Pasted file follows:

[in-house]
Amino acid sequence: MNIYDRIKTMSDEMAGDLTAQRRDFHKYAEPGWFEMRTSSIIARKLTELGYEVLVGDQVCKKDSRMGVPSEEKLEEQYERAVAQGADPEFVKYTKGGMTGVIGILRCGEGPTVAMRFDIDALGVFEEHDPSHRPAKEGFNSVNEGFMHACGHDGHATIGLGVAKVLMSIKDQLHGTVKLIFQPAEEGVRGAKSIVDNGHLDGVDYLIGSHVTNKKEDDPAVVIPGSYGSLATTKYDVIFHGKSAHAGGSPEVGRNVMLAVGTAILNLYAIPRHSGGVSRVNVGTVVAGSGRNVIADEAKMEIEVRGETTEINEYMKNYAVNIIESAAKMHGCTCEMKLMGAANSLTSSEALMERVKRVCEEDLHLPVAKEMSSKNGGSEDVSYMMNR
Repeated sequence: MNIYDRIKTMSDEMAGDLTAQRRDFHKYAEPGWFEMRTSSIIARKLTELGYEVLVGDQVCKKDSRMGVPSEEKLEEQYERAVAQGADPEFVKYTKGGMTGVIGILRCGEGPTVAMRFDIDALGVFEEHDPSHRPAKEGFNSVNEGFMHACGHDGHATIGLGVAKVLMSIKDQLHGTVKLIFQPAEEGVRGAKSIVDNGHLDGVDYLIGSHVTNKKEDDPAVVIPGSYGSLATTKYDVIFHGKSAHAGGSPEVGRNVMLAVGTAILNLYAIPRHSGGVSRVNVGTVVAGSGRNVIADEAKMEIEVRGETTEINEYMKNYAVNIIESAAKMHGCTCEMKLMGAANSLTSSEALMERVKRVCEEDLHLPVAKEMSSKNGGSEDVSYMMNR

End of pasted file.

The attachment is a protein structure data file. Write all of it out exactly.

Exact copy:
[in-house]
Amino acid sequence: MNIYDRIKTMSDEMAGDLTAQRRDFHKYAEPGWFEMRTSSIIARKLTELGYEVLVGDQVCKKDSRMGVPSEEKLEEQYERAVAQGADPEFVKYTKGGMTGVIGILRCGEGPTVAMRFDIDALGVFEEHDPSHRPAKEGFNSVNEGFMHACGHDGHATIGLGVAKVLMSIKDQLHGTVKLIFQPAEEGVRGAKSIVDNGHLDGVDYLIGSHVTNKKEDDPAVVIPGSYGSLATTKYDVIFHGKSAHAGGSPEVGRNVMLAVGTAILNLYAIPRHSGGVSRVNVGTVVAGSGRNVIADEAKMEIEVRGETTEINEYMKNYAVNIIESAAKMHGCTCEMKLMGAANSLTSSEALMERVKRVCEEDLHLPVAKEMSSKNGGSEDVSYMMNR
Repeated sequence: MNIYDRIKTMSDEMAGDLTAQRRDFHKYAEPGWFEMRTSSIIARKLTELGYEVLVGDQVCKKDSRMGVPSEEKLEEQYERAVAQGADPEFVKYTKGGMTGVIGILRCGEGPTVAMRFDIDALGVFEEHDPSHRPAKEGFNSVNEGFMHACGHDGHATIGLGVAKVLMSIKDQLHGTVKLIFQPAEEGVRGAKSIVDNGHLDGVDYLIGSHVTNKKEDDPAVVIPGSYGSLATTKYDVIFHGKSAHAGGSPEVGRNVMLAVGTAILNLYAIPRHSGGVSRVNVGTVVAGSGRNVIADEAKMEIEVRGETTEINEYMKNYAVNIIESAAKMHGCTCEMKLMGAANSLTSSEALMERVKRVCEEDLHLPVAKEMSSKNGGSEDVSYMMNR